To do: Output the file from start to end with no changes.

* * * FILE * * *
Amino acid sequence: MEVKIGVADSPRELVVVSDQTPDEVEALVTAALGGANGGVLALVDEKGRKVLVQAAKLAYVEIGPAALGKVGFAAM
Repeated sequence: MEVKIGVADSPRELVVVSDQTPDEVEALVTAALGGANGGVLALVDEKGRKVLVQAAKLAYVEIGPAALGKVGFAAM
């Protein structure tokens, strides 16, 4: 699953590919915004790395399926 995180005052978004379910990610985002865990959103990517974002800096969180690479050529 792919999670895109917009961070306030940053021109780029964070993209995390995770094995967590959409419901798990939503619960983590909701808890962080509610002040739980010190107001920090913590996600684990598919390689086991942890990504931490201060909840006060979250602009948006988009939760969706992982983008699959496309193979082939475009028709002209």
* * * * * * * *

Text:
Amino acid sequence: MEVKIGVADSPRELVVVSDQTPDEVEALVTAALGGANGGVLALVDEKGRKVLVQAAKLAYVEIGPAALGKVGFAAM
Repeated sequence: MEVKIGVADSPRELVVVSDQTPDEVEALVTAALGGANGGVLALVDEKGRKVLVQAAKLAYVEIGPAALGKVGFAAM
């Protein structure tokens, strides 16, 4: 699953590919915004790395399926 995180005052978004379910990610985002865990959103990517974002800096969180690479050529 792919999670895109917009961070306030940053021109780029964070993209995390995770094995967590959409419901798990939503619960983590909701808890962080509610002040739980010190107001920090913590996600684990598919390689086991942890990504931490201060909840006060979250602009948006988009939760969706992982983008699959496309193979082939475009028709002209």